Junior clubs have backed moves to join the Scottish Football Association’s pyramid system, with around two thirds in favour of proposals put forward by the Scottish Junior Football Association.
Of 158 clubs who responded to a questionnaire sent out by the SJFA, 99 replied yes to the question: “Should Junior Football join the current pyramid system?”
Just 55 clubs were not in favour.
Last week, current East Super League leaders Bonnyrigg Rose revealed that they were making plans to leave the Junior game, following in the footsteps of Kelty Hearts, who made the transition to the East of Scotland league at the start of this season.
It is understood that a majority of East-based Junior clubs backed the proposal to join the SFA pyramid.
At present, the pyramid has six tiers, with the four Scottish Professional Football Leagues followed by the Lowland and Highland Leagues (fifth tier) and the East of Scotland and South of Scotland Leagues (sixth tier). Under the current system, the Lowland and Highland League winners play off for the right to challenge the bottom club in the SPFL for their place in League 2.
The SJFA secretary, Tom Johnston, has already written to the SFA to inform them of the results of the three-question survey, which also asked if clubs were currently in line with SFA licensing criteria.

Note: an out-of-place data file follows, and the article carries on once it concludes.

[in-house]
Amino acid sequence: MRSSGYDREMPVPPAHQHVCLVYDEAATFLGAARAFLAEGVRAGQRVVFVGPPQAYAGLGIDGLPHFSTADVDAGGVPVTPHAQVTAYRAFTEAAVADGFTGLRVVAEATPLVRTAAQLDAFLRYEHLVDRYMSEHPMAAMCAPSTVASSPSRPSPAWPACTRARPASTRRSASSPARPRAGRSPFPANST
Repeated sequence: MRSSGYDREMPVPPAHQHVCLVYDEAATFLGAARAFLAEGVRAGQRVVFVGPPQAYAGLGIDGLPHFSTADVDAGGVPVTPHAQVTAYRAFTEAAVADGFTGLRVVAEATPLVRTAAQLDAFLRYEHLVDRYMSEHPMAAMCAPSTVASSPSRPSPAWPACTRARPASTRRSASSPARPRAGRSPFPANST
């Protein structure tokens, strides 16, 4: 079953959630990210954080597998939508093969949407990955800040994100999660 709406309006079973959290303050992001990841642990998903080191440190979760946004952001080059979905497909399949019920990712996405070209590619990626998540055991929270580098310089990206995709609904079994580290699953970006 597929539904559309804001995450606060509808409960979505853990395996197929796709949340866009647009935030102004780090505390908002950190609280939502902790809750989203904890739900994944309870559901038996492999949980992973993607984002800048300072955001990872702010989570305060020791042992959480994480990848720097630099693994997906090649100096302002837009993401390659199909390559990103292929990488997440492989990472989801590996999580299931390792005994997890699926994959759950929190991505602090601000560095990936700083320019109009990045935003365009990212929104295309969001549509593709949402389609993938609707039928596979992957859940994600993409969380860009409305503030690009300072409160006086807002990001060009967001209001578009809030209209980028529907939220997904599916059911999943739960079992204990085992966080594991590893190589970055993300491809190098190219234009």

“We realised that there were a growing swell of clubs who wanted to take part in the senior game, so the results have not come as a surprise to us,” said Johnston.
“We’ll take steps to arrange an EGM either sooner or prior to our AGM in June. I’ve already advised the SFA of the outcome of the questionnaire and we’ve been in discussions with Stewart Regan [former chief executive of the SFA] previously.
“It will democratically decided and whatever wins the day, will win the day and it will be up to those other clubs to decide what they want to do, and we’ll see where it takes us.”
Johnston admitted he was surprised to hear of Bonnyrigg’s wish to leave the Junior game last week, with Premier League Dalkeith Thistle having previously expressed their wish to join the East of Scotland League.
He added: “That was a surprise to us. I’m finding it hard to follow the logic of Bonnyrigg. They could have been playing in and winning the Scottish Junior Cup and participating in the Scottish senior cup. I haven’t heard for definite from Bonnyrigg that they have left, so until that happens I don’t know. The Lothian areas are predominantly Junior country so if they do decide to go, I’ll be surprised.
“We don’t want to lose any of our clubs whether they are big or small. We want to retain our numbers as best we can and give them a level of football that they’ll find hard to get elsewhere. I think the Junior game is quite unique.
“If they want to move we’ll wish them well, but we’d much rather they didn’t. There’s a lot of clubs that will never be able to finance club licensing, and that’s some of the bigger clubs. Finance is a major issue, but if that is the will of the clubs, we’ll go.”